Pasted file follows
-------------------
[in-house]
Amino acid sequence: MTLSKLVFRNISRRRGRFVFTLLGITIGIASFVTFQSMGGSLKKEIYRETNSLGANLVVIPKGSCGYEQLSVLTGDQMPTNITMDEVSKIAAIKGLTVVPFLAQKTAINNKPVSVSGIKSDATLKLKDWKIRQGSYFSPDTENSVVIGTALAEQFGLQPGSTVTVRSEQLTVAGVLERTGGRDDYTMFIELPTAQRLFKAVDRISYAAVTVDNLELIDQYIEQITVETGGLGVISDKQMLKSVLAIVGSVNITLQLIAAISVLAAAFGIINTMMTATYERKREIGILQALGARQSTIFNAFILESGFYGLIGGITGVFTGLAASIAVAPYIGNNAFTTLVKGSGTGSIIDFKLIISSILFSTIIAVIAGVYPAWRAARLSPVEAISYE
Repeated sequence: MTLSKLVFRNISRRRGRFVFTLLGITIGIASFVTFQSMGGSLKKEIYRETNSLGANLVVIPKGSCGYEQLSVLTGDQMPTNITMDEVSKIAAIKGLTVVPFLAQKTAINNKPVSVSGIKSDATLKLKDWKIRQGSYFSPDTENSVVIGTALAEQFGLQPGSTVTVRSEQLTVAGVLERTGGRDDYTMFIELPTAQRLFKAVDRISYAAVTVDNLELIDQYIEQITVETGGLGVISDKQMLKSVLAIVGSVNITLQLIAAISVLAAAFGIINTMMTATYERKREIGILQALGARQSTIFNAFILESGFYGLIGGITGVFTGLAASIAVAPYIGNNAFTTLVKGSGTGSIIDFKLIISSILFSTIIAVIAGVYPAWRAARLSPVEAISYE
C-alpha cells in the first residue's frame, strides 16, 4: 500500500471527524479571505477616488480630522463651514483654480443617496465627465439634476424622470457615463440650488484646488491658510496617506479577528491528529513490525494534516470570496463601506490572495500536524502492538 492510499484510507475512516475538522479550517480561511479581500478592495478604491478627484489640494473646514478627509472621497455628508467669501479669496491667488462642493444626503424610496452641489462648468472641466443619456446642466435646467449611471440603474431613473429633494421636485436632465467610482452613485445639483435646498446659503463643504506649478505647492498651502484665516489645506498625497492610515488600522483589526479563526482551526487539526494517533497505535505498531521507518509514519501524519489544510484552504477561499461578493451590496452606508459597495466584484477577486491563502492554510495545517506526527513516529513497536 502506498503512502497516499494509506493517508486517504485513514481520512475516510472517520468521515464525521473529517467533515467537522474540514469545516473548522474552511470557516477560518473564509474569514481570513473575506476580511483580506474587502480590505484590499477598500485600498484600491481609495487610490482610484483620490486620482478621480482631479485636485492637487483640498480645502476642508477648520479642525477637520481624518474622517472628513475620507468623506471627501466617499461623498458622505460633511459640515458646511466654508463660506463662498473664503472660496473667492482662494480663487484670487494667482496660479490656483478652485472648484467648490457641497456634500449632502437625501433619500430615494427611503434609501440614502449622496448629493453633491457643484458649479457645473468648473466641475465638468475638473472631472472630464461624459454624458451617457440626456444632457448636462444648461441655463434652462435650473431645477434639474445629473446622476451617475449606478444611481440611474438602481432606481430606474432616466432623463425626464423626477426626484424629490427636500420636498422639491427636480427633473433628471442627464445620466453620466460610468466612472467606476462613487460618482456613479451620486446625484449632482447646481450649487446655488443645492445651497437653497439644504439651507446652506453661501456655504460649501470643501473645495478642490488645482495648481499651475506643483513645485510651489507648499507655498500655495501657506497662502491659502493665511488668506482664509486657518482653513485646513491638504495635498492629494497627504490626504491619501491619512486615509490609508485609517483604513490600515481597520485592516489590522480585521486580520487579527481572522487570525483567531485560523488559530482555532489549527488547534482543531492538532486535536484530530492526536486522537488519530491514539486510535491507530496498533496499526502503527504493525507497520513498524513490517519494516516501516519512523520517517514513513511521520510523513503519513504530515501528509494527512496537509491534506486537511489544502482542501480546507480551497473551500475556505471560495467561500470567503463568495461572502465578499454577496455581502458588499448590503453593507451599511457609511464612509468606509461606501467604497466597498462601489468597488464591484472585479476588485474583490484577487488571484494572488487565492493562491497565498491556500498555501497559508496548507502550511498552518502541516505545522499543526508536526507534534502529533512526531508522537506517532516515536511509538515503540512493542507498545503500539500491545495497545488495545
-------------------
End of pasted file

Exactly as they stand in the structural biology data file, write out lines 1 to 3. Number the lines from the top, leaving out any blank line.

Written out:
[in-house]
Amino acid sequence: MTLSKLVFRNISRRRGRFVFTLLGITIGIASFVTFQSMGGSLKKEIYRETNSLGANLVVIPKGSCGYEQLSVLTGDQMPTNITMDEVSKIAAIKGLTVVPFLAQKTAINNKPVSVSGIKSDATLKLKDWKIRQGSYFSPDTENSVVIGTALAEQFGLQPGSTVTVRSEQLTVAGVLERTGGRDDYTMFIELPTAQRLFKAVDRISYAAVTVDNLELIDQYIEQITVETGGLGVISDKQMLKSVLAIVGSVNITLQLIAAISVLAAAFGIINTMMTATYERKREIGILQALGARQSTIFNAFILESGFYGLIGGITGVFTGLAASIAVAPYIGNNAFTTLVKGSGTGSIIDFKLIISSILFSTIIAVIAGVYPAWRAARLSPVEAISYE
Repeated sequence: MTLSKLVFRNISRRRGRFVFTLLGITIGIASFVTFQSMGGSLKKEIYRETNSLGANLVVIPKGSCGYEQLSVLTGDQMPTNITMDEVSKIAAIKGLTVVPFLAQKTAINNKPVSVSGIKSDATLKLKDWKIRQGSYFSPDTENSVVIGTALAEQFGLQPGSTVTVRSEQLTVAGVLERTGGRDDYTMFIELPTAQRLFKAVDRISYAAVTVDNLELIDQYIEQITVETGGLGVISDKQMLKSVLAIVGSVNITLQLIAAISVLAAAFGIINTMMTATYERKREIGILQALGARQSTIFNAFILESGFYGLIGGITGVFTGLAASIAVAPYIGNNAFTTLVKGSGTGSIIDFKLIISSILFSTIIAVIAGVYPAWRAARLSPVEAISYE